The relationship between freedom and justice

A society's confrontation with its own history is directly related to its issues with freedom and justice. The freedom aspect of the subject is widely known but that related to justice is not. Many of our intellectuals in Turkey assert that the Armenian problem is essentially one involving freedom of thought. According to this view, the main problem lies in the restrictions on the subject matter, particularly, though not exclusively, our criminal laws. If these laws were to be repealed, leading to a more democratic Turkey where the subject could be freely discussed, so the argument goes, the crux of the problem will have been resolved. One of the reasons why there is so much anger toward those who "insist on recognition of genocide" is that the problem has been defined simply as a matter of freedom of expression, not justice.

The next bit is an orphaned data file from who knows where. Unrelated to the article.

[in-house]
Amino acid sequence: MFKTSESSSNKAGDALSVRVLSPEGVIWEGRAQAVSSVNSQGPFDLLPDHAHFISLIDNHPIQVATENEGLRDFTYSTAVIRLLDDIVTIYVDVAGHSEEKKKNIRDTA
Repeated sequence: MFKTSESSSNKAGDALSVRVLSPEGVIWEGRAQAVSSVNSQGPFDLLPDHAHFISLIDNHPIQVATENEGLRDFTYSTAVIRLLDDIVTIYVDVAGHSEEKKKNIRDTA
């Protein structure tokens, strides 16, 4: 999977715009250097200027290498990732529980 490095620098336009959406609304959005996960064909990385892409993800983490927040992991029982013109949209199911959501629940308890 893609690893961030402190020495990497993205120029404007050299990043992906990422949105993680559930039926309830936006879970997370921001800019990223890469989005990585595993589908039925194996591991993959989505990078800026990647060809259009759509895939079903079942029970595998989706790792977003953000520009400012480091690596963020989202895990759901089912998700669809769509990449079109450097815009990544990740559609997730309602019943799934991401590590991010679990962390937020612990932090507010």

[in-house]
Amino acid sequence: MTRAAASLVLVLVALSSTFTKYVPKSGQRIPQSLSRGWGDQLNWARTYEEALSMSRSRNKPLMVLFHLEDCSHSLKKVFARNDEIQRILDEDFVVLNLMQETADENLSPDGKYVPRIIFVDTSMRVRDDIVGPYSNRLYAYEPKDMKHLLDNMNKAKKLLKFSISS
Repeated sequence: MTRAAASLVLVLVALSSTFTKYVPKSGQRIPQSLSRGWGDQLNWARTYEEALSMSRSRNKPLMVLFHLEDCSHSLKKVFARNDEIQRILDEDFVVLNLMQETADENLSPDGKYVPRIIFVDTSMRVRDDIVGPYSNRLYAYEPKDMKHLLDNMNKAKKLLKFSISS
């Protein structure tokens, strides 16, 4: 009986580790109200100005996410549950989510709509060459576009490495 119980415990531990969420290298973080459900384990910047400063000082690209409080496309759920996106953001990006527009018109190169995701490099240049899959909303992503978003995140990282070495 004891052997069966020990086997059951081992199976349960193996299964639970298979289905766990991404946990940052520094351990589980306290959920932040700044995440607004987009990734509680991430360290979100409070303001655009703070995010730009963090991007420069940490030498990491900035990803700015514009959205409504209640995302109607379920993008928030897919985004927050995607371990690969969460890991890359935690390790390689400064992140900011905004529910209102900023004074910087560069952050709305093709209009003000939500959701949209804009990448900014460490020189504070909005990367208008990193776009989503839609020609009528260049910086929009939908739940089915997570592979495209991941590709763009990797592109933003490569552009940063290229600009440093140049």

In fact, confronting one's history isn't limited to the ability to speak freely about injustices of the past. One could argue that actually the relationship with freedom is an indirect one. The process of healing a past injustice must take place within the realm of justice, not freedom. Undoubtedly, freedom is necessary, if for no other reason than to allow the open expression of thought needed to define the limits of the justice that will heal injustice. Today, however, in many democratic nations in the West, there are freedoms. Injustices of the past are freely discussed, but the wounds from the past continue because justice remains undone. All of the powerful states' relationships with former colonies; the massacres and genocidal episodes from colonial periods; slavery in America, etc., all of these remain unresolved in the realm of justice. Therefore, even if the "Armenian problem" were to be discussed freely in Turkey it would nevertheless remain unresolved.